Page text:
Managing Digital Open Innovation with User Communities : A Study of Community Sensing and Product Openness Capabilities in the Video Game Industry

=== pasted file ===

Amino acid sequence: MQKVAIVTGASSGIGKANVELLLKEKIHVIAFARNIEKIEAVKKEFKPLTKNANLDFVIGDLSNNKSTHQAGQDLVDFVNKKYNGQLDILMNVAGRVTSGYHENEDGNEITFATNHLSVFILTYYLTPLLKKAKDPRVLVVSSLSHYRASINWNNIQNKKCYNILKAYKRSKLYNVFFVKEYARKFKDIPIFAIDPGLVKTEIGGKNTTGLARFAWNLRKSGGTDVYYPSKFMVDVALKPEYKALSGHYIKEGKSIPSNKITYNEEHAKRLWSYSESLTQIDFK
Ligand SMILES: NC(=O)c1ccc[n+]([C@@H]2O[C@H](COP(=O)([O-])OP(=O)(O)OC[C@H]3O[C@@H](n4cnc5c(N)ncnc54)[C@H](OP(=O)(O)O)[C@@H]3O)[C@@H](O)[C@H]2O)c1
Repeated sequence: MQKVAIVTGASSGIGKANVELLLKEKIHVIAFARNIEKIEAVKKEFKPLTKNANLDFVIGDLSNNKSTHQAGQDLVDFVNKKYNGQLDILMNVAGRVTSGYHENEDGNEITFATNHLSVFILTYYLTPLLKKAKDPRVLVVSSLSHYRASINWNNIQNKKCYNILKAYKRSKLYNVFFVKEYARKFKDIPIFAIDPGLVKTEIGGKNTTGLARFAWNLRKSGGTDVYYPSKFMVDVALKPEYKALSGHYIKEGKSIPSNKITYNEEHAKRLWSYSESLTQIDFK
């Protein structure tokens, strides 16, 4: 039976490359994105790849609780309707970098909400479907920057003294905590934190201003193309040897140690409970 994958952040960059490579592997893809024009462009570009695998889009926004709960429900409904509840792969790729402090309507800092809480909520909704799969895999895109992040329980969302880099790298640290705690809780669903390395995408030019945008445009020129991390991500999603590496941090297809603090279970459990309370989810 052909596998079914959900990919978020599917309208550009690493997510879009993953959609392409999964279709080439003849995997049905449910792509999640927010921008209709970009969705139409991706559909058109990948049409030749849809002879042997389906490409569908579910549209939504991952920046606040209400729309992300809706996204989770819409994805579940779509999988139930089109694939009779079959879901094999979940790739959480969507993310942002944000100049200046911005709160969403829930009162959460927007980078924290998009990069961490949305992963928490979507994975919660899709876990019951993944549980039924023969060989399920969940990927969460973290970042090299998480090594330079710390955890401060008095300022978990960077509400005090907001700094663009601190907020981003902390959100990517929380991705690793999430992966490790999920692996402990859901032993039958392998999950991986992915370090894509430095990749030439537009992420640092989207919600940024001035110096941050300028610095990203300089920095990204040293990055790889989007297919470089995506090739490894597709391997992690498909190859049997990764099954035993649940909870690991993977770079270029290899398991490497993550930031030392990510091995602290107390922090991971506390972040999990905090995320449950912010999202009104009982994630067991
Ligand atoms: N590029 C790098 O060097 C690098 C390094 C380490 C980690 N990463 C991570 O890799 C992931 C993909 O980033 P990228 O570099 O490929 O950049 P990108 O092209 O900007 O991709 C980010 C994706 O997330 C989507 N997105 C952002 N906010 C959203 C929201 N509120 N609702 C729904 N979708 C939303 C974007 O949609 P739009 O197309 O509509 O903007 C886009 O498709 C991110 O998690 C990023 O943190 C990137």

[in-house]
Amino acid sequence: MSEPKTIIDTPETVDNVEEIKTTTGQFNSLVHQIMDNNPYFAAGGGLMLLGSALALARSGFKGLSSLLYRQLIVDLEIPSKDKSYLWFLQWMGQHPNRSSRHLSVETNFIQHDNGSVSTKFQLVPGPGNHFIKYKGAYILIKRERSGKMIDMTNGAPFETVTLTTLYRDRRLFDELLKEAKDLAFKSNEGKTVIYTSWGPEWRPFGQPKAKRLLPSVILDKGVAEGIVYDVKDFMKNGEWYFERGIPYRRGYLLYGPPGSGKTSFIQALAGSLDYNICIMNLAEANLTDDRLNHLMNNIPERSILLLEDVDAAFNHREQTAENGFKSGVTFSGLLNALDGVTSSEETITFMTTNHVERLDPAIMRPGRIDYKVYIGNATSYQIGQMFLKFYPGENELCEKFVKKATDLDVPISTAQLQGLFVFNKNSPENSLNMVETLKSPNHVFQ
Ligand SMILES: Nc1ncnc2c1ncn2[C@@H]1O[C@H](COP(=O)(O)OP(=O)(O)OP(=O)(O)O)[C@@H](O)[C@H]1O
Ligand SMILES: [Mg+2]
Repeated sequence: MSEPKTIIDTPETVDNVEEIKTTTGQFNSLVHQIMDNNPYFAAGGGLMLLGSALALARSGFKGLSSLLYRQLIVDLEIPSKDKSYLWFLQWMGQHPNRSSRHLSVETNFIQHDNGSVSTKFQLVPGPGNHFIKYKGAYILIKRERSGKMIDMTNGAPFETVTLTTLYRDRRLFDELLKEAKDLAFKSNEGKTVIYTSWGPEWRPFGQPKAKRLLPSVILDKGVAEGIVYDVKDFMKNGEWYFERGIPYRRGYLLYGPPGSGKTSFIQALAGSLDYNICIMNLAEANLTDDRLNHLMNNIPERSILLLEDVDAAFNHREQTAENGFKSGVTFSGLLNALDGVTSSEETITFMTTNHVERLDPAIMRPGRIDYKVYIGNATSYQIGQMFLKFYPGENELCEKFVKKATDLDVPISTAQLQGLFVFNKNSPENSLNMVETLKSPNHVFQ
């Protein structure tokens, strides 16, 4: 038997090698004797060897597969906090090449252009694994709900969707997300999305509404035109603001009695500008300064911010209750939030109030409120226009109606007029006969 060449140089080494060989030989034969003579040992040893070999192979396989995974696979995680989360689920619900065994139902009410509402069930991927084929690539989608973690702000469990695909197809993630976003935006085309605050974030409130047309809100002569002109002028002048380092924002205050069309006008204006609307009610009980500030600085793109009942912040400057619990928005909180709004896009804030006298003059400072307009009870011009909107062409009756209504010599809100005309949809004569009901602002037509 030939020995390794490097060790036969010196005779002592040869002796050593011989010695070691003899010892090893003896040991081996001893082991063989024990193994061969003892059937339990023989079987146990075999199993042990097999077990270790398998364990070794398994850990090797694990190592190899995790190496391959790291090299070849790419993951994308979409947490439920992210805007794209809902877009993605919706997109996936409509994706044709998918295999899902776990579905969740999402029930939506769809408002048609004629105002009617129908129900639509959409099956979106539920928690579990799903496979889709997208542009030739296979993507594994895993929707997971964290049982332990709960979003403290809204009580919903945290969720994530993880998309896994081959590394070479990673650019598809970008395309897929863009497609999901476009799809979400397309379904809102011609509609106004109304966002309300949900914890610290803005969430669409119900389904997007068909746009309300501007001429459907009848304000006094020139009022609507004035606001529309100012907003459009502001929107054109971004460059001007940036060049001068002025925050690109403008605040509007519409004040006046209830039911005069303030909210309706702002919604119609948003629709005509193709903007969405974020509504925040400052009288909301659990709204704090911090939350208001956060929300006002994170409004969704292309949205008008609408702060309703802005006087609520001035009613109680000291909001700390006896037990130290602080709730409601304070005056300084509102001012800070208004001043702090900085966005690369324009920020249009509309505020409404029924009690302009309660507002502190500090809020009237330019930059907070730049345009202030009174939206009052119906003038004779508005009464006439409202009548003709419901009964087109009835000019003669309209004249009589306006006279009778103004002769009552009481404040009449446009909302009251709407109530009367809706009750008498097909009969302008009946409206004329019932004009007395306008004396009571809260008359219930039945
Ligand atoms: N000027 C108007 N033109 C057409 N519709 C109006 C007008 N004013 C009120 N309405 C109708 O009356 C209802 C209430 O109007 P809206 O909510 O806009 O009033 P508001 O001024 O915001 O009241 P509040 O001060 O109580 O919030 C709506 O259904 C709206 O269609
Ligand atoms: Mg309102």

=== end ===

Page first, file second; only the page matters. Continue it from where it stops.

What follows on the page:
Abstract: Digital and open innovation has changed how product innovation occur and how it is managed by firms. Digital technology as an enabler of increasingly distributed innovation processes has in particular impacted firms’ abilities to draw on, and leverage, large numbers of external users and user communities to develop their offerings. In the video game industry, firms have developed and honed capabilities to utilize user communities as sources of information and modular user innovations. Empirical evidence of the performance effects in product innovation as well as conceptualizations of these capabilities is however lacking in extant research. Grounded in a dynamic capability perspective, this dissertation puts forward two capability concepts and tests their effects empirically in the context of the video game industry. First, the concept of a community sensing capability captures the firm’s ability to identify and internalize innovation-conducive information from user communities. This capability entails managing openness in the firm’s innovation processes. Second, the concept of a product openness capability relates to the firm’s ability to create and manage products functioning as platforms for continuous development and coupling of internal and external innovation. This, in turn, involves managing openness in individual products. Using both qualitative and quantitative methods, these capabilities are examined at the project level of analysis in relation to the financial performance of products and the speed of development processes. The findings show the capabilities to be indirectly related to the financial performance of products. The application of community sensing capabilities in development of video games increases the amount of information about user needs, demand and product use possessed by the firm, which in turn positively impacts performance. Designing products open to external innovation by users in turn increases the development speed of products, which positively impact the financial performance of products. The two capabilities are also shown to be interlinked as community sensing has a positive impact on product openness. The dissertation contributes at the intersection of open and digital innovation in addition to previous work on sensing capabilities. The work also holds practical relevance by showing the potential of utilizing user communities for digital product innovation.
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